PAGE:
Aging and dementia, part 2

By Alan Koenigsberg, M.D.

Last week, I reviewed fear and dealing with it, specifically relating to getting older and the fear of developing dementia. This week, as a follow-up, I would like to point out and discuss that many if not most cases of having some memory troubles as we get older may be caused by many other conditions and not dementia.

First, as we age, our memory becomes a bit less agile. In our 60s and further on, we may have an occasional experience of struggling to find the word we are seeking. That’s not dementia or early dementia; that’s a normal part of the aging process. Getting lost repeatedly when driving home, leaving the boiling pot of water on the stove top repeatedly, that may be.

One of the many topics we covered in my psychiatry residency was a rotation of gero-psychiatry, which was the term for psychiatric evaluation and care of those over 65 or so. Much of the work was done in an inpatient setting, but a considerable amount of time was also spent in a clinic setting. We saw quite a large number of older men and women brought in by family members who were concerned about parents, aunts and grandparents who were exhibiting memory problems.

We would do a thorough history of the patient’s condition, with information from family members as well as the patient themselves. Depending on what we obtained, we would request basic lab tests.

What I found frequently was not dementia, but one of several other, treatable conditions. Here they are, in no particular order, but the first was one I ran into rather frequently.

Many of the elderly patients did indeed have moderate to serious memory problems. They couldn’t remember what they ate, how to drive home, the date, doctor’s appointments and so on. However, they clearly knew their family members, knew what objects were and what they were used for. The distinguishing feature was that they complained about their memory problems, which is often an outstanding feature of memory loss due to dementia. The problem was that they were experiencing a depressive illness, which, in the elderly, looks quite similar to dementia. It is fairly easily distinguished, and the patients that I worked with readily improved when I prescribed them antidepressant medications.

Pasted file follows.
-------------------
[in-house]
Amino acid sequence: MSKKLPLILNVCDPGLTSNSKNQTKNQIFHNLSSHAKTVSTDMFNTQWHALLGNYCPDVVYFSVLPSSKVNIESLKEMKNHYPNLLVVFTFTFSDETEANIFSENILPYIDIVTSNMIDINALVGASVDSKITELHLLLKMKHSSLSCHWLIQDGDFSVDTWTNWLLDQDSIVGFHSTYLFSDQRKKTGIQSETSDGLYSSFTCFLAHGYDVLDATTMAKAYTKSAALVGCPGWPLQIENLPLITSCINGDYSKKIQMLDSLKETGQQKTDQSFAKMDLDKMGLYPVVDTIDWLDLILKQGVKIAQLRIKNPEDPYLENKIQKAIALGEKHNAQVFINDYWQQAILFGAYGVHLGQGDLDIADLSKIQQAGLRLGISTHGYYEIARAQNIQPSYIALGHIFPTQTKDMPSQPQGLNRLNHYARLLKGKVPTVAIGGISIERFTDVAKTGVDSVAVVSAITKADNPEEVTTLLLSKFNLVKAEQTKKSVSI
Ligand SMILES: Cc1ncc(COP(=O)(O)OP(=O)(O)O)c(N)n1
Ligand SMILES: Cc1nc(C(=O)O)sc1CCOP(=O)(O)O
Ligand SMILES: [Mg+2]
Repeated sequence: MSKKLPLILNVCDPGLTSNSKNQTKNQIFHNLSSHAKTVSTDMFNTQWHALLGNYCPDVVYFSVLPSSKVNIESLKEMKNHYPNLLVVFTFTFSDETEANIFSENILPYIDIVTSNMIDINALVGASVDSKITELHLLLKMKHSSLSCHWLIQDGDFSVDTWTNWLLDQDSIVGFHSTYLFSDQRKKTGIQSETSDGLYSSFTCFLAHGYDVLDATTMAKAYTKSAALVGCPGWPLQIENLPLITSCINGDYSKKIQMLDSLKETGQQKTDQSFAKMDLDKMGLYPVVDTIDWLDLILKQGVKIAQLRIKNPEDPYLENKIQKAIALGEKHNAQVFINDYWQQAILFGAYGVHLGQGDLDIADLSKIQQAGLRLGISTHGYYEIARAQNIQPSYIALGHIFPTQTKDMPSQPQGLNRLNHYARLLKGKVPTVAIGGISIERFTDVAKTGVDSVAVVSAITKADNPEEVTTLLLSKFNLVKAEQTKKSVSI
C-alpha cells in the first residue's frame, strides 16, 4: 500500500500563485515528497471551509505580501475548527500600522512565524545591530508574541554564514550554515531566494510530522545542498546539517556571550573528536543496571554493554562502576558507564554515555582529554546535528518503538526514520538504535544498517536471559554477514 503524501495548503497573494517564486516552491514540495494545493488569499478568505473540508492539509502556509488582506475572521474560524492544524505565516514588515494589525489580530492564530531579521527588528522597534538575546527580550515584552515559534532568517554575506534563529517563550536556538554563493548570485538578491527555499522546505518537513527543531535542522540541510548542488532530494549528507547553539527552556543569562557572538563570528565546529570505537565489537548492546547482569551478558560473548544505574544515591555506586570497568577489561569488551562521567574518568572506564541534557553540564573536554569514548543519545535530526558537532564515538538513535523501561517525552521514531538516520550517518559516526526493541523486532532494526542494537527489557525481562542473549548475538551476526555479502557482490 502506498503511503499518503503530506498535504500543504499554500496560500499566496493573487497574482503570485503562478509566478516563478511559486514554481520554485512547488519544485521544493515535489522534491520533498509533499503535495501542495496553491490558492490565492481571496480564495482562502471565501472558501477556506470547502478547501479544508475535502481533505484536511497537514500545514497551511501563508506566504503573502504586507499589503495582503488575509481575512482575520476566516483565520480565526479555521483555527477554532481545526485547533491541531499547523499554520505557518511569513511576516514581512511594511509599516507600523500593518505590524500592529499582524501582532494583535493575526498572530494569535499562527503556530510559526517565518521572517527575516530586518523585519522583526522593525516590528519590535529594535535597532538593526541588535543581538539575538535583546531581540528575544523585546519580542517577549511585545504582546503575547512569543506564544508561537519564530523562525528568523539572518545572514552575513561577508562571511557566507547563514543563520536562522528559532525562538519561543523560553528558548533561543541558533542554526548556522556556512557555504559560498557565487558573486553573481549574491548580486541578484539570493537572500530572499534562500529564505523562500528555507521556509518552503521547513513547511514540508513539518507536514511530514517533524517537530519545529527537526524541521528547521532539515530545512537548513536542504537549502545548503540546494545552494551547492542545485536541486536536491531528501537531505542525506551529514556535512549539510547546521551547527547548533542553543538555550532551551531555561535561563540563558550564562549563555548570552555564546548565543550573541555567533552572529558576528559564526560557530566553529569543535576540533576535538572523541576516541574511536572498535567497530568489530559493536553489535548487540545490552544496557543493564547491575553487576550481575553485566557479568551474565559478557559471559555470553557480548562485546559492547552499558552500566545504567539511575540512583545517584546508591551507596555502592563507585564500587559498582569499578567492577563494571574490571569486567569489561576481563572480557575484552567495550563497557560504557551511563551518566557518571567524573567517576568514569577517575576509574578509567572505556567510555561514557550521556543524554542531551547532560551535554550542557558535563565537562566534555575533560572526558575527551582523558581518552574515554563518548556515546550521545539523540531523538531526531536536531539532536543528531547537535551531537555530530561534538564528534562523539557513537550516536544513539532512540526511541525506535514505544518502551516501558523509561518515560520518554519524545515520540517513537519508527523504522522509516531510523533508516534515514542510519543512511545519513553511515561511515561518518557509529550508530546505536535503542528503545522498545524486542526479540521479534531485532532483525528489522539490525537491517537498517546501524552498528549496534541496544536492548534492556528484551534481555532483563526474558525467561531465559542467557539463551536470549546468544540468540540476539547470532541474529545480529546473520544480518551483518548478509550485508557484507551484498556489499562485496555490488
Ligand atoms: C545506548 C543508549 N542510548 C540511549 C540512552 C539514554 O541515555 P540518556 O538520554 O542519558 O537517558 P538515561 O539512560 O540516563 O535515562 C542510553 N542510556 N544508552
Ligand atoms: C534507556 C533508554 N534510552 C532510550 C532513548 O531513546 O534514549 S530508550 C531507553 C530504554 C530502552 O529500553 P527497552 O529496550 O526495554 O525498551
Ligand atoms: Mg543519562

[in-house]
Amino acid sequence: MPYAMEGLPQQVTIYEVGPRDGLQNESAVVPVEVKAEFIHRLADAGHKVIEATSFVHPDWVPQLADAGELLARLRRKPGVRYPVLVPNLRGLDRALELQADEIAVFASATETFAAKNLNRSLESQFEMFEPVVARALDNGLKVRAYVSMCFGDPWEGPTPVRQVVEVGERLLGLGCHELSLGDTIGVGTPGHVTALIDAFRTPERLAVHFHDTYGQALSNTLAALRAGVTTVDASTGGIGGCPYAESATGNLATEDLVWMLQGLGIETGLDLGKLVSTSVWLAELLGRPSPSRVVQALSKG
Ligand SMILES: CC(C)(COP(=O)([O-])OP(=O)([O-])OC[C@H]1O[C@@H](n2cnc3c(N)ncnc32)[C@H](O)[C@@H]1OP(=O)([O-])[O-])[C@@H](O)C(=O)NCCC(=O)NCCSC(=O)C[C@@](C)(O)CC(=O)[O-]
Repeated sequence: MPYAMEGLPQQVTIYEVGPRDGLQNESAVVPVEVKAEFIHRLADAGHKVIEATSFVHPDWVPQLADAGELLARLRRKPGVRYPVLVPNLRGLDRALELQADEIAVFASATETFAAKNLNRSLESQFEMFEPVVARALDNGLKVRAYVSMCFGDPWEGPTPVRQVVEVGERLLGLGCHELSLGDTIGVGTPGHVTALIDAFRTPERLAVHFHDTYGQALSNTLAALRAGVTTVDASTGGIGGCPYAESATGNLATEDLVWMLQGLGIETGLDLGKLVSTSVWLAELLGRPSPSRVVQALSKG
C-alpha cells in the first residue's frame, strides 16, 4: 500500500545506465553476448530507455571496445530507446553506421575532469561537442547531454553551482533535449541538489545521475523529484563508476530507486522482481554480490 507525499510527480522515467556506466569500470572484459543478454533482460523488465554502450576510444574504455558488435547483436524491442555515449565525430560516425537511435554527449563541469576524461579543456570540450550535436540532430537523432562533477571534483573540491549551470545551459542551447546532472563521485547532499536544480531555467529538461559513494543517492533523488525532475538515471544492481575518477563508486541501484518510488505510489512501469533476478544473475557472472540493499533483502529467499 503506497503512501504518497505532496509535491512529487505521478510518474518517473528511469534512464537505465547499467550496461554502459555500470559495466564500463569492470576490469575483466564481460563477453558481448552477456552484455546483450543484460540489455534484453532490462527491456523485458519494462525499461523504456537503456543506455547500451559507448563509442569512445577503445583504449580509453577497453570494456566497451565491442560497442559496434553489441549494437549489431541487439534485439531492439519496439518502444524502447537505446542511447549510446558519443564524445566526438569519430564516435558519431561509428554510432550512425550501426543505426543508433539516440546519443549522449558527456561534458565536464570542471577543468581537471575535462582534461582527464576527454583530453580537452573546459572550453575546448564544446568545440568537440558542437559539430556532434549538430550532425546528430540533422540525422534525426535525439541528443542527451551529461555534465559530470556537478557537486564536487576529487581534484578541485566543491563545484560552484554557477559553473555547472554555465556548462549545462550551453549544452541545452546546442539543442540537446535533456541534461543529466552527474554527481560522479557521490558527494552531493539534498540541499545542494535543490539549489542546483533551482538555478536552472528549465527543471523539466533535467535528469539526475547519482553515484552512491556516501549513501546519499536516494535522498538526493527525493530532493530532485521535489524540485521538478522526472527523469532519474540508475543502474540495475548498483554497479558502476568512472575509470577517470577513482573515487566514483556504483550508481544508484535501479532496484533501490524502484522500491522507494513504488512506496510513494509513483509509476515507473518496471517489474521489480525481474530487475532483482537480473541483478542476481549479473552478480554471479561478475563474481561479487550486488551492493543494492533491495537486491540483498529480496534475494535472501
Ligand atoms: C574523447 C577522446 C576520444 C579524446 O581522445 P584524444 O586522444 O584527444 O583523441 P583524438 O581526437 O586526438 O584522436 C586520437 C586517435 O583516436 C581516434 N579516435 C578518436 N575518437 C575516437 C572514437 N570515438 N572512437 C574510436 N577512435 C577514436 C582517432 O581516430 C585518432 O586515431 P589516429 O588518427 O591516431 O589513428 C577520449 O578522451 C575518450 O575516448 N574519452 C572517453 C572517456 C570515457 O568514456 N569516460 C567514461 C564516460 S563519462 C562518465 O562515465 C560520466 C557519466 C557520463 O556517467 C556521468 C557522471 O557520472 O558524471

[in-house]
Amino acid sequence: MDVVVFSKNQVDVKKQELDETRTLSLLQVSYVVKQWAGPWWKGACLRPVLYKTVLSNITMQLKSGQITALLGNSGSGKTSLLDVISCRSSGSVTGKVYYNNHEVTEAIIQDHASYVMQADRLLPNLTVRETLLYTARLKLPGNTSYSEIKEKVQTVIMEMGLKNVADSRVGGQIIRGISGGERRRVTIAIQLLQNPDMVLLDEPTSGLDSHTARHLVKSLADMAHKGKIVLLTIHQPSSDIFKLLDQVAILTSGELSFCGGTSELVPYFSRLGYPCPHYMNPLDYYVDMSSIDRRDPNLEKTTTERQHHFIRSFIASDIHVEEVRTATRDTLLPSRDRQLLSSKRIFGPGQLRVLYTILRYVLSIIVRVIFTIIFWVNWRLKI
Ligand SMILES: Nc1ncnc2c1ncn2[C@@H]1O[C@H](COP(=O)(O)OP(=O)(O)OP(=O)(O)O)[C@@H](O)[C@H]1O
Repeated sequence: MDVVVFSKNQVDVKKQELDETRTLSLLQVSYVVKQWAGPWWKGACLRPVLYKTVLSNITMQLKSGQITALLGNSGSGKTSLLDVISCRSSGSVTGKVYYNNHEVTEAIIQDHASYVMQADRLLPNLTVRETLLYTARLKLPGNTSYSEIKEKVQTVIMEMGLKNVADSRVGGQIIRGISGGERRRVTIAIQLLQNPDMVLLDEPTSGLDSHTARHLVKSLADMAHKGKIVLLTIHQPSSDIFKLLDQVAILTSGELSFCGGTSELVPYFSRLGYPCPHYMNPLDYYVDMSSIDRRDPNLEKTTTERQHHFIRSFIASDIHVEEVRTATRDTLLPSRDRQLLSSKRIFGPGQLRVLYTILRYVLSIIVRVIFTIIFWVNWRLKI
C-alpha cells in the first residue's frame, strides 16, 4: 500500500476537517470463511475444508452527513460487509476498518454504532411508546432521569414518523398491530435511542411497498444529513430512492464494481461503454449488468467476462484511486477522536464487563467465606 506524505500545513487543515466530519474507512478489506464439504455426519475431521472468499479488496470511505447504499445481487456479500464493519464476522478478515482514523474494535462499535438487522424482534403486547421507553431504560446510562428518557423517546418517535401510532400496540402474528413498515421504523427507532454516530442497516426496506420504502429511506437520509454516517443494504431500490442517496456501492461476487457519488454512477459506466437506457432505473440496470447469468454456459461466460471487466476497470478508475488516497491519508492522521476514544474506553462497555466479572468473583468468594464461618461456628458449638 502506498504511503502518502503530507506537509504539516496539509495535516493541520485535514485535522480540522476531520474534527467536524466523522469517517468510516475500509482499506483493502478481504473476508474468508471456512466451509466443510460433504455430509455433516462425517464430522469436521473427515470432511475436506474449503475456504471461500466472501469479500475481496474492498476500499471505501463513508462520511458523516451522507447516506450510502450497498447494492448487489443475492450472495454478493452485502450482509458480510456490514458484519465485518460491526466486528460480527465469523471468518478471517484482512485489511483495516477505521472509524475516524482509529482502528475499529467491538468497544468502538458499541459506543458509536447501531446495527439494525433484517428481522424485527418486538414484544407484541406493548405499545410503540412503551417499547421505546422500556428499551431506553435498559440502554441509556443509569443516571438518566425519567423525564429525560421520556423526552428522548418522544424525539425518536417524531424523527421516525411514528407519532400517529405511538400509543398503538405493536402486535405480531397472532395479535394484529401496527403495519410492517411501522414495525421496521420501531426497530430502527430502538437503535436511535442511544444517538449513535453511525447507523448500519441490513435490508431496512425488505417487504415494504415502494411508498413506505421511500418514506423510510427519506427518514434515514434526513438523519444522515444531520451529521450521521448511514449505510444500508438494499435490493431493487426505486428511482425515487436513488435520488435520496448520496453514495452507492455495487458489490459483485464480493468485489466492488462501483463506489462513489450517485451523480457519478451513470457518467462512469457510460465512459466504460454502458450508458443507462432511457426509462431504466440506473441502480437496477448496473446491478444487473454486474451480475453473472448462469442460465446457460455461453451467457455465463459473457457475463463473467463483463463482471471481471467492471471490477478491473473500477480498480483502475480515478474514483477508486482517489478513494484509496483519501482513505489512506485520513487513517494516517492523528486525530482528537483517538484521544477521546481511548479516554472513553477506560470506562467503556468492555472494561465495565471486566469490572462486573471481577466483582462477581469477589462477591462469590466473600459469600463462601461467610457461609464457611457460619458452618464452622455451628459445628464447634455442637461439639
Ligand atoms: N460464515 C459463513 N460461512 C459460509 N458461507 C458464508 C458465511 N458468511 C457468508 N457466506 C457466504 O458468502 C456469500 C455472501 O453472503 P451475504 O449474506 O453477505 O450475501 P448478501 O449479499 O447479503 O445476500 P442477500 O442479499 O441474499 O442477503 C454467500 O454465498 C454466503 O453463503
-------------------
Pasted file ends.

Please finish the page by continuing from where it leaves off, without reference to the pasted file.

Then there are patients who lose their eyeglasses or hearing aids and suddenly appear demented. However, when their ability to see or hear is taken, external stimuli are gone and they get easily confused. Again, I vividly remember evaluations such as that of an elderly woman in the emergency department; after clearing her ears of wax from years of buildup and asking her grown daughter to go home and retrieve her eyeglasses, we sent her home later that day.

Another relatively common condition in older women is a urinary tract infection. It seems as though elderly women with cystitis frequently experience substantial changes in mental status when they develop a urinary infection.

Then there are vitamin deficiencies, low thyroid, strokes, anemia, liver and kidney diseases, cardiovascular conditions that limit oxygen to the brain, hormones, infections, cancers, malnourishment and so on.

There is a general syndrome called MCI, minimal cognitive impairment, in which the person may show some clear signs of memory impairment and may rely on memory aids but does indeed function independently. This condition may progress to dementia but often does not.

My intended take-home is to live healthy, live well, strive to stay active physically, emotionally, intellectually and socially. Avoid excess alcohol and nicotine, watch your weight and strive to learn new things as you continue to age.

If you or a loved one begins to notice memory problems, get a thorough baseline checkup and follow-up. You may very well pick up eminently treatable conditions that can easily improve, but worsen if ignored.

If you don’t have a family physician or internist, get one and see them annually. Take care of the body you inhabit!

Alan Koenigsberg, M.D., is a practicing psychiatrist and clinical professor of psychiatry at UTSW Medical School in Dallas. He can be reached at akoenigsberg@mac.com.

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